“Economics has been part of almost every policy conversation in the U.S.—and in many cases abroad, as well—for several decades now. In part, this is because economists are trained to be persuasive communicators,” noted 2021 symposium presenter Abigail Wozniak in an email interview. The senior research economist directs the Minneapolis Fed’s Opportunity and Inclusive Growth Institute.

“I think economists can now be helpful by sharing that communication advantage, in order to expand the evidence set that bears on public policy,” Wozniak added.

Also in an email interview, symposium presenter Brigitte Madrian, dean and Marriott Distinguished Professor at Brigham Young University’s Marriott School of Business, offered examples of where economics has impacted public policy issues, including on:

  • Enacting the earned income tax credit in 1975.
  • Deregulating airlines in 1978.
  • Periodic revising of the consumer price index, which is the basis for inflation-adjustments for a large number of government programs and is also widely used in the private sector.
  • Devising auctions to allocate spectrum rights to cell phone providers in the 1990s, when the market for cell phones was taking off.
  • Welfare-to-work changes implemented in the mid-1990s.
  • Key provisions of the Pension Protection Act of 2006, encouraging employers to automatically enroll employees into retirement savings plans.
  • Tradeable emissions rights, which allow for environment improvements at a lower cost than through other mechanisms.

For more, Madrian suggests the book “Better Living Through Economics.”

Why One Class Can Make a Difference

The path to studying econ isn’t necessarily linear, as symposium presenter Nancy Rose discussed in a podcast interview.

“Economics and I almost missed each other,” said Rose, who is the Charles P. Kindleberger Professor of Applied Economics at the Massachusetts Institute of Technology.

Rose had participated in high school forensics and debate; as a college freshman, she noted many debaters were signing up for an intro econ course. She did, too. After classes taught by grad students supplemented by mass lectures, Rose concluded that economics was fine, but not for her.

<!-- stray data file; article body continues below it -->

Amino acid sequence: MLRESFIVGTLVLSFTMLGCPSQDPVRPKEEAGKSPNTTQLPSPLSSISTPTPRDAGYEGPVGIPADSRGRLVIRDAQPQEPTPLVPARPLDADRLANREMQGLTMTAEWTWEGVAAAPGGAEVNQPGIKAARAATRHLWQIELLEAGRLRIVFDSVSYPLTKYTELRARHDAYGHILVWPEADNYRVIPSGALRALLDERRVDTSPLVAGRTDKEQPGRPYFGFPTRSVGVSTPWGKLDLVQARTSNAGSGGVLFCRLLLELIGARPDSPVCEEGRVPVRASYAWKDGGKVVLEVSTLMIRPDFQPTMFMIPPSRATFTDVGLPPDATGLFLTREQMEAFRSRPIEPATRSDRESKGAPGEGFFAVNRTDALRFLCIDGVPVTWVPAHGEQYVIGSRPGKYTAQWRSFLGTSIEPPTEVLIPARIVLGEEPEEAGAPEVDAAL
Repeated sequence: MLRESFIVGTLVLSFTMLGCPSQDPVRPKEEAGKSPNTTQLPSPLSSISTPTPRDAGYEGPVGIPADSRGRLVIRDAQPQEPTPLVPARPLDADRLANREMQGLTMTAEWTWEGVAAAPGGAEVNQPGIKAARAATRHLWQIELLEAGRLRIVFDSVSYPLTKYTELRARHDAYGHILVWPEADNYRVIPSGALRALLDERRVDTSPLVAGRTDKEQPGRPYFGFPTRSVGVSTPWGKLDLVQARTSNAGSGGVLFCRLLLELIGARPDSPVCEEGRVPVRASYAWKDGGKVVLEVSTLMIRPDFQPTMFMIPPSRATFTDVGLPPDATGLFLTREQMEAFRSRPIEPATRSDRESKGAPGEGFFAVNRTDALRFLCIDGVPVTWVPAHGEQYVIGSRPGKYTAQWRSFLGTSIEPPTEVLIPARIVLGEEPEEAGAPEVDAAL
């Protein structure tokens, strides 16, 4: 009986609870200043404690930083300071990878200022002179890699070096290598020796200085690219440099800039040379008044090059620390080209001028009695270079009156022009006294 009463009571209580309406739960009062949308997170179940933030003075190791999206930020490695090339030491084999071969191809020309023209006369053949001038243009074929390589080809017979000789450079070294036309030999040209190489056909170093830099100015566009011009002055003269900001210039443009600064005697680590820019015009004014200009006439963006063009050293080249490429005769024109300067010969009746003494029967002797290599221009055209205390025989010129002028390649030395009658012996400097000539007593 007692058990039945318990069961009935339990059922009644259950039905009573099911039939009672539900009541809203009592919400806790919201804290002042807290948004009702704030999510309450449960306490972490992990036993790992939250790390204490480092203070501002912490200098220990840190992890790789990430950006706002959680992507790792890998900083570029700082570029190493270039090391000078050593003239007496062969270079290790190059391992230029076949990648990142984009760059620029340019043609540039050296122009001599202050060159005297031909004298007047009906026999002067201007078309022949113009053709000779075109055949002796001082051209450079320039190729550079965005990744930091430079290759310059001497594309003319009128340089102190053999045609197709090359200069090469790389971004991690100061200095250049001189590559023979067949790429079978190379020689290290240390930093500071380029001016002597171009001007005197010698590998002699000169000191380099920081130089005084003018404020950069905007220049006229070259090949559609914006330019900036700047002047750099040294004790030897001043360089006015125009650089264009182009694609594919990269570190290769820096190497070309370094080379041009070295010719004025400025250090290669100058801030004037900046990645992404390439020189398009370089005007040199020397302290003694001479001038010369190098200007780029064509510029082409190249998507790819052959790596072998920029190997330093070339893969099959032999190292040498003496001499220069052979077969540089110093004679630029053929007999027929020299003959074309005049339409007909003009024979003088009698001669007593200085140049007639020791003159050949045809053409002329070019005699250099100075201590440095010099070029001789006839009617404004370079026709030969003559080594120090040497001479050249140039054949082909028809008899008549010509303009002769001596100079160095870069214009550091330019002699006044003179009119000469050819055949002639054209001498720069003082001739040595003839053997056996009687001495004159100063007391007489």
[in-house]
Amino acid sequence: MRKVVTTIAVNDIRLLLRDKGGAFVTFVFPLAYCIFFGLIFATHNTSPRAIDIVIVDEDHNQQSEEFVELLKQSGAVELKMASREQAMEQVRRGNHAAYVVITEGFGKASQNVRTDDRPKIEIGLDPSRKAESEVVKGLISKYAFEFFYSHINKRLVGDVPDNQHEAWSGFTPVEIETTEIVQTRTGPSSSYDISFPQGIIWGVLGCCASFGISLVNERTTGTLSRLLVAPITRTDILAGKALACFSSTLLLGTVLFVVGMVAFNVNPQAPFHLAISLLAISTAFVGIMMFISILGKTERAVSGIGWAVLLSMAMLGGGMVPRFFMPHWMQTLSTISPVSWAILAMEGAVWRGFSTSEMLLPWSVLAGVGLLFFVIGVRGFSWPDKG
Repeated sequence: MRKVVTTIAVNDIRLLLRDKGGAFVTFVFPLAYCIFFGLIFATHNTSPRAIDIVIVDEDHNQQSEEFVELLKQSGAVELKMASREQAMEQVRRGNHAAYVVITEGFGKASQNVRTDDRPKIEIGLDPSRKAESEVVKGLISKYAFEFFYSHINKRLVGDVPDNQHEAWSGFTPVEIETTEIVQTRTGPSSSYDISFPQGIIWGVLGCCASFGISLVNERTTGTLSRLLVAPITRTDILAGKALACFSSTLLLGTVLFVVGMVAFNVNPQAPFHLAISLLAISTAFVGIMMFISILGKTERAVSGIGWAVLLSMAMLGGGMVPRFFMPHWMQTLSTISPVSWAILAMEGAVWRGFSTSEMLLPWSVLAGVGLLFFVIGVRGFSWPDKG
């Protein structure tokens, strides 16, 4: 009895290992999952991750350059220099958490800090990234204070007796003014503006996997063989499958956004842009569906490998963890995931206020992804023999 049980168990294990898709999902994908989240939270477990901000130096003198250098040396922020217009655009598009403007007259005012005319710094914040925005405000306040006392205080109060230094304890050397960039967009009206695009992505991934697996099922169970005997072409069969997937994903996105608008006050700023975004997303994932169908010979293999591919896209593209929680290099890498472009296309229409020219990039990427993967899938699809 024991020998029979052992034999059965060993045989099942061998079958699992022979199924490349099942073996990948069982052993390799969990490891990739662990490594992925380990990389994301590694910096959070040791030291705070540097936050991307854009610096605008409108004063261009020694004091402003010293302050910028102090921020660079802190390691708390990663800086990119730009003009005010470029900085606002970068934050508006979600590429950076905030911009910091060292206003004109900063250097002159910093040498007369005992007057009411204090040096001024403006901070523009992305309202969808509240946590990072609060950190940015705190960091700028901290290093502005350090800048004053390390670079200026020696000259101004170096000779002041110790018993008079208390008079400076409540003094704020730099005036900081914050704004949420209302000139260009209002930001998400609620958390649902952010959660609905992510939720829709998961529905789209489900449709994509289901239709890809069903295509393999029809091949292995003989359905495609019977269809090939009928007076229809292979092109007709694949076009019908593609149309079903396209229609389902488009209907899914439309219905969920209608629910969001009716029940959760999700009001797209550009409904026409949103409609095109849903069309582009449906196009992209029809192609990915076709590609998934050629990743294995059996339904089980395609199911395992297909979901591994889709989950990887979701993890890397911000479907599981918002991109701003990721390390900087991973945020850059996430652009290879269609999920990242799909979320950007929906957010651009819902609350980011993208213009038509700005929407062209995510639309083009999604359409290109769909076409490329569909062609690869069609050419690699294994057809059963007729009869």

It wasn’t until later, having declared a government major, that her desire to someday analyze public policy led her to “dabble” in another economics class to round out her schedule. That class and a “fabulous” teacher changed her view of the subject.

“I began to see economics as a very powerful tool to understand behavior and make decisions,” Rose said. Another great class and instructor in her junior year spurred her to add an econ major.

Now an acclaimed educator herself, she has won awards for teaching, advising and mentoring. She incorporates games and team exercises when teaching undergrads and mixes modeling and empirics with discussions of topical issues. She also helps students see pathways into economics careers beyond academia, including government, industry and consulting.

How to Get Started in Economics: Register Now

If you are passionate about something—health care, the environment, income inequality, education, starting your own business—studying economics can inspire new ways of thinking.

“The events of 2020 have tested the value of the economist’s way of studying the world and informing action,” said the Minneapolis Fed’s Wozniak. “I’m looking forward to being able to reflect and pull together those experiences into a (hopefully!) engaging keynote,” she said.

Cook, who leads the AEA summer program, said she tries to communicate to students that “you don't have to walk out of the womb knowing that you want to do a Ph.D. in economics. There are many different paths, and we try to expose [students] to many different paths. Many come to our program already having graduated from undergraduate, so they really can't rewrite their undergraduate record, but that's OK.”

As Mora noted, “Many people have a misconception about economics, which might be compounded if they don’t see economists who look like them. But economics is a very large umbrella—it covers topics and issues of interest for everyone.”

“If you’re on the fence, give it a try,” said Rose of MIT. “I think it is such an exciting time to be an economist. There is so much that we can contribute to the world, and we need you to be part of that mission and part of that movement.”

Note and Reference

See The St. Louis Fed’s Focus on Women in Economics, a 2019 essay by St. Louis Fed President James Bullard, for several recent studies.
Scott A Wolla 

Scott Wolla is an Economic Education coordinator.

Christine Smith 

Christine Smith is a senior specialist at the St. Louis Fed.

She works in the External Engagement and Corporate Communications Division.

Tagged scott wollachristine smithwomen in economicsdiversityeconomic education